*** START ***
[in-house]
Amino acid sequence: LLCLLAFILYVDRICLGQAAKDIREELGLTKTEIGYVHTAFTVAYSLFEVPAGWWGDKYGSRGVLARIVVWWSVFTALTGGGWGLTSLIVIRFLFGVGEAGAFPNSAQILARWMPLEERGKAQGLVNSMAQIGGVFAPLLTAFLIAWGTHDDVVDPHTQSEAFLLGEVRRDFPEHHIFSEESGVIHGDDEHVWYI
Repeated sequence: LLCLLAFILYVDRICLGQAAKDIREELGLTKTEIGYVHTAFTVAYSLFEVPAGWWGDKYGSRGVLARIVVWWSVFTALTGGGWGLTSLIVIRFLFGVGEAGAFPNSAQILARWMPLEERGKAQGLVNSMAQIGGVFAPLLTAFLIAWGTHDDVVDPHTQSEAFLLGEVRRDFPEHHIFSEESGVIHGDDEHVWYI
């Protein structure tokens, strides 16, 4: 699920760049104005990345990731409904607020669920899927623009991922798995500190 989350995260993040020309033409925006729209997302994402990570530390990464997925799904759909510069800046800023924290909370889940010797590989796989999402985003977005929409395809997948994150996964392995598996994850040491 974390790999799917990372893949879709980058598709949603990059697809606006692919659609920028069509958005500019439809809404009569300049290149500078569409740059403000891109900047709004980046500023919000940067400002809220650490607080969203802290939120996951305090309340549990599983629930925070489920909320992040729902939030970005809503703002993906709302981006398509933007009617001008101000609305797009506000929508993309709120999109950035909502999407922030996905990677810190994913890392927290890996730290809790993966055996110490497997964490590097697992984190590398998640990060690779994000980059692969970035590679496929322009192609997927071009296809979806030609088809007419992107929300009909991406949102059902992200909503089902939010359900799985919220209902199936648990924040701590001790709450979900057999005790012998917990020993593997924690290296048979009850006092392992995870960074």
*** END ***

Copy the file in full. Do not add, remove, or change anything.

[in-house]
Amino acid sequence: LLCLLAFILYVDRICLGQAAKDIREELGLTKTEIGYVHTAFTVAYSLFEVPAGWWGDKYGSRGVLARIVVWWSVFTALTGGGWGLTSLIVIRFLFGVGEAGAFPNSAQILARWMPLEERGKAQGLVNSMAQIGGVFAPLLTAFLIAWGTHDDVVDPHTQSEAFLLGEVRRDFPEHHIFSEESGVIHGDDEHVWYI
Repeated sequence: LLCLLAFILYVDRICLGQAAKDIREELGLTKTEIGYVHTAFTVAYSLFEVPAGWWGDKYGSRGVLARIVVWWSVFTALTGGGWGLTSLIVIRFLFGVGEAGAFPNSAQILARWMPLEERGKAQGLVNSMAQIGGVFAPLLTAFLIAWGTHDDVVDPHTQSEAFLLGEVRRDFPEHHIFSEESGVIHGDDEHVWYI
């Protein structure tokens, strides 16, 4: 699920760049104005990345990731409904607020669920899927623009991922798995500190 989350995260993040020309033409925006729209997302994402990570530390990464997925799904759909510069800046800023924290909370889940010797590989796989999402985003977005929409395809997948994150996964392995598996994850040491 974390790999799917990372893949879709980058598709949603990059697809606006692919659609920028069509958005500019439809809404009569300049290149500078569409740059403000891109900047709004980046500023919000940067400002809220650490607080969203802290939120996951305090309340549990599983629930925070489920909320992040729902939030970005809503703002993906709302981006398509933007009617001008101000609305797009506000929508993309709120999109950035909502999407922030996905990677810190994913890392927290890996730290809790993966055996110490497997964490590097697992984190590398998640990060690779994000980059692969970035590679496929322009192609997927071009296809979806030609088809007419992107929300009909991406949102059902992200909503089902939010359900799985919220209902199936648990924040701590001790709450979900057999005790012998917990020993593997924690290296048979009850006092392992995870960074």